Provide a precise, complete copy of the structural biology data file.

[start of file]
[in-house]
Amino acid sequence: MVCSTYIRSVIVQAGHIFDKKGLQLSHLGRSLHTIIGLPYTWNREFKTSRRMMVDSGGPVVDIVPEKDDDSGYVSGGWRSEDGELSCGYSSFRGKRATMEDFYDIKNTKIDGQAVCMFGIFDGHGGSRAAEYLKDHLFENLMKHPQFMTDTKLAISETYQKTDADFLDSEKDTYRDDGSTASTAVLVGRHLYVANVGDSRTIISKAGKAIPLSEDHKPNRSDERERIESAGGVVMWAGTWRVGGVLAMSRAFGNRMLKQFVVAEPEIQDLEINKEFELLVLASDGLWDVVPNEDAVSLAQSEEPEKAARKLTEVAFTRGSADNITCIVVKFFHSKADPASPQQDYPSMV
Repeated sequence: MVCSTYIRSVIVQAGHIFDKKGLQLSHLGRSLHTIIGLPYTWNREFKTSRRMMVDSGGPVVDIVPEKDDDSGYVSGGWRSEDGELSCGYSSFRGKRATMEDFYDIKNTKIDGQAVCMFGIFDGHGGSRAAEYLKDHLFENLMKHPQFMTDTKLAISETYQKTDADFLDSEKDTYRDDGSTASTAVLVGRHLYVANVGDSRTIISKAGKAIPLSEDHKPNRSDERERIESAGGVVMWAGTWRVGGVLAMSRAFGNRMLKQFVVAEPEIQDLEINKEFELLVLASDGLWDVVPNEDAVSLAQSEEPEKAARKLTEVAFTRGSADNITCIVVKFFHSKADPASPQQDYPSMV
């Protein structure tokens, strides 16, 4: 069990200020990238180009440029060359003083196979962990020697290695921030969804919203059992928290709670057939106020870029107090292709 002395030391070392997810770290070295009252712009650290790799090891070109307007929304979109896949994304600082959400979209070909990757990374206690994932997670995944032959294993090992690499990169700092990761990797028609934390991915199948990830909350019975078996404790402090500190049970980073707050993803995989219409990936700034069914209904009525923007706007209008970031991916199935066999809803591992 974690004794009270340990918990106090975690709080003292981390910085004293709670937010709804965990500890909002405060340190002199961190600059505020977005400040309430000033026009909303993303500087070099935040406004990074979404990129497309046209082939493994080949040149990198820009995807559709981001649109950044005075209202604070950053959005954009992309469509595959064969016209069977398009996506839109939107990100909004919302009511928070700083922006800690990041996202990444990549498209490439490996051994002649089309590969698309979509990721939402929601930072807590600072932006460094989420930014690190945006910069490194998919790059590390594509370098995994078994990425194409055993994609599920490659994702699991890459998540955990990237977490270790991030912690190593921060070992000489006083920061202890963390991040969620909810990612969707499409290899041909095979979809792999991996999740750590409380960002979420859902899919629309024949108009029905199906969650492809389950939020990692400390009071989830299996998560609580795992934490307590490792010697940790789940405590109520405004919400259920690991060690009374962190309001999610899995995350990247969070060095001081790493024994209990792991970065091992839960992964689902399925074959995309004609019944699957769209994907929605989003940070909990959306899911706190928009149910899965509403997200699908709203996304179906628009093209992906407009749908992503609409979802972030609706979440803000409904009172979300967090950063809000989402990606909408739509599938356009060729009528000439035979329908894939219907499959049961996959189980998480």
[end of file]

[in-house]
Amino acid sequence: MVCSTYIRSVIVQAGHIFDKKGLQLSHLGRSLHTIIGLPYTWNREFKTSRRMMVDSGGPVVDIVPEKDDDSGYVSGGWRSEDGELSCGYSSFRGKRATMEDFYDIKNTKIDGQAVCMFGIFDGHGGSRAAEYLKDHLFENLMKHPQFMTDTKLAISETYQKTDADFLDSEKDTYRDDGSTASTAVLVGRHLYVANVGDSRTIISKAGKAIPLSEDHKPNRSDERERIESAGGVVMWAGTWRVGGVLAMSRAFGNRMLKQFVVAEPEIQDLEINKEFELLVLASDGLWDVVPNEDAVSLAQSEEPEKAARKLTEVAFTRGSADNITCIVVKFFHSKADPASPQQDYPSMV
Repeated sequence: MVCSTYIRSVIVQAGHIFDKKGLQLSHLGRSLHTIIGLPYTWNREFKTSRRMMVDSGGPVVDIVPEKDDDSGYVSGGWRSEDGELSCGYSSFRGKRATMEDFYDIKNTKIDGQAVCMFGIFDGHGGSRAAEYLKDHLFENLMKHPQFMTDTKLAISETYQKTDADFLDSEKDTYRDDGSTASTAVLVGRHLYVANVGDSRTIISKAGKAIPLSEDHKPNRSDERERIESAGGVVMWAGTWRVGGVLAMSRAFGNRMLKQFVVAEPEIQDLEINKEFELLVLASDGLWDVVPNEDAVSLAQSEEPEKAARKLTEVAFTRGSADNITCIVVKFFHSKADPASPQQDYPSMV
């Protein structure tokens, strides 16, 4: 069990200020990238180009440029060359003083196979962990020697290695921030969804919203059992928290709670057939106020870029107090292709 002395030391070392997810770290070295009252712009650290790799090891070109307007929304979109896949994304600082959400979209070909990757990374206690994932997670995944032959294993090992690499990169700092990761990797028609934390991915199948990830909350019975078996404790402090500190049970980073707050993803995989219409990936700034069914209904009525923007706007209008970031991916199935066999809803591992 974690004794009270340990918990106090975690709080003292981390910085004293709670937010709804965990500890909002405060340190002199961190600059505020977005400040309430000033026009909303993303500087070099935040406004990074979404990129497309046209082939493994080949040149990198820009995807559709981001649109950044005075209202604070950053959005954009992309469509595959064969016209069977398009996506839109939107990100909004919302009511928070700083922006800690990041996202990444990549498209490439490996051994002649089309590969698309979509990721939402929601930072807590600072932006460094989420930014690190945006910069490194998919790059590390594509370098995994078994990425194409055993994609599920490659994702699991890459998540955990990237977490270790991030912690190593921060070992000489006083920061202890963390991040969620909810990612969707499409290899041909095979979809792999991996999740750590409380960002979420859902899919629309024949108009029905199906969650492809389950939020990692400390009071989830299996998560609580795992934490307590490792010697940790789940405590109520405004919400259920690991060690009374962190309001999610899995995350990247969070060095001081790493024994209990792991970065091992839960992964689902399925074959995309004609019944699957769209994907929605989003940070909990959306899911706190928009149910899965509403997200699908709203996304179906628009093209992906407009749908992503609409979802972030609706979440803000409904009172979300967090950063809000989402990606909408739509599938356009060729009528000439035979329908894939219907499959049961996959189980998480």